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St. Jean Baptiste Society image.

The St. Jean Baptiste Society evolved from the Saint John the Baptist day.


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Windham's French-Canadian community:

by: Tom Beardsley:

French-Canadian Ad. After the conquest of New France by the British, the St-Jean-Baptiste Day celebration lost its importance, until 1834 when newspaper editor Ludger Duvernay (1799-1852) organised the first "nationalist" banquet in Montreal. Duvernay, a French-Canadian journalist and patriot, was a printer by trade. He founded and edited La Gazette des Trois-Rivihres (1817), Le Constitutionnel (1823), and L'Argus (1826) at Three Rivers, Quebec. In 1827, he and A. N. Morin founded La Minerve at Montreal, which became one French Canada's prominent newspapers.

On June 24, 1834, Duvernay invited senior business and political figures to a banquet to discuss the future of the Canadian people and explore ways to affirm its identity, and thus founded the Saint-Jean-Baptiste Society. The Maple Leaf was chosen as its emblem.French-Canadian Ad.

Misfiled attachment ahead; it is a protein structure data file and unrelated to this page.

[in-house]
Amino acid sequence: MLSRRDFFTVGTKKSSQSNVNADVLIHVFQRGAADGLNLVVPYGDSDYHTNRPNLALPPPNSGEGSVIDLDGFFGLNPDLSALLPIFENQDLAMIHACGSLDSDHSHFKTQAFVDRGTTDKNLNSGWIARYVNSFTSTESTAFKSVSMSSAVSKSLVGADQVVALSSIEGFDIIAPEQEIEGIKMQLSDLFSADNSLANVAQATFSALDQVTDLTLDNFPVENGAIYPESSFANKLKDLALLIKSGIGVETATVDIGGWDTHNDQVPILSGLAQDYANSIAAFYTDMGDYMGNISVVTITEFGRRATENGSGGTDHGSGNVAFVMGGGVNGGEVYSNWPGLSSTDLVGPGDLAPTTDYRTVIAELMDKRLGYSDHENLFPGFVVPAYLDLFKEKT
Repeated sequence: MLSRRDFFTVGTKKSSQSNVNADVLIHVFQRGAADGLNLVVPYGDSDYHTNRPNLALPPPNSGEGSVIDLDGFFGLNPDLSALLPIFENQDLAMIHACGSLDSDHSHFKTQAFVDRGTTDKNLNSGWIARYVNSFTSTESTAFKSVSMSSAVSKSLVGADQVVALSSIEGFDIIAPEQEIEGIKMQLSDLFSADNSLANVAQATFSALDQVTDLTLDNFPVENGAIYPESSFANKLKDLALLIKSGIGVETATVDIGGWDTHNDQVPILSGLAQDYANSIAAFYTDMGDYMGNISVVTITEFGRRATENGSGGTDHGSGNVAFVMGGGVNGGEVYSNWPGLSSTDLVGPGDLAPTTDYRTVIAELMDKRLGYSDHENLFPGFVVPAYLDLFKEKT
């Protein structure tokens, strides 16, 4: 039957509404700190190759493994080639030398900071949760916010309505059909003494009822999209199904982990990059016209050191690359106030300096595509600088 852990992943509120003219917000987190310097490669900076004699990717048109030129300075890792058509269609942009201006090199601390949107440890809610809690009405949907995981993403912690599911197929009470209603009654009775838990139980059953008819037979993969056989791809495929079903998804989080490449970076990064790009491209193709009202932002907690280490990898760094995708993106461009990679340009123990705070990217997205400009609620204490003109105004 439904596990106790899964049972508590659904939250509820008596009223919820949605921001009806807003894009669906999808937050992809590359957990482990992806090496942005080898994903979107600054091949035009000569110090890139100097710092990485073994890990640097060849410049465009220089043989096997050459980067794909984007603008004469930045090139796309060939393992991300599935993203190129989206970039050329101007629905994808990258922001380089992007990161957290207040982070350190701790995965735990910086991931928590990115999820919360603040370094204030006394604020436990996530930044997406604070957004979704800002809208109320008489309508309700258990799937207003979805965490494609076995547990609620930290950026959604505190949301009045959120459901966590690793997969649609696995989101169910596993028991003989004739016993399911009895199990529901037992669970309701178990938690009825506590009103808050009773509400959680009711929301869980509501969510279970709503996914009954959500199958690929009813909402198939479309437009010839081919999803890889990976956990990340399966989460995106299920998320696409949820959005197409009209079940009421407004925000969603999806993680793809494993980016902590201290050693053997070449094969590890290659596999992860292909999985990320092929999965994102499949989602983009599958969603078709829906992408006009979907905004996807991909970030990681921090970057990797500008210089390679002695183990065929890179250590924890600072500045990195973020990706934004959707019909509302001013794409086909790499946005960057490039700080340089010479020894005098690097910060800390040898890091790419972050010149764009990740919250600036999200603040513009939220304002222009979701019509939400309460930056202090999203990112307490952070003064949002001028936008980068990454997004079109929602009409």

To be 'nationalist' was to call for responsible government and a greater say in the management of the Canada's. And a large number of English-speaking Montrealers took part in this nationalist banquet, which was held in the gardens of a prominent lawyer, John McDonnell.

Though the initial nationalist banquet was a great success, the annual event was put on hold during and immediately after the 'Patriot's Rebellion' of 1837-38. Celebration of the Fête de Saint-Jean reappeared in Quebec City in 1842, but as a religious festival with a great procession. Montreal followed suit in 1843.



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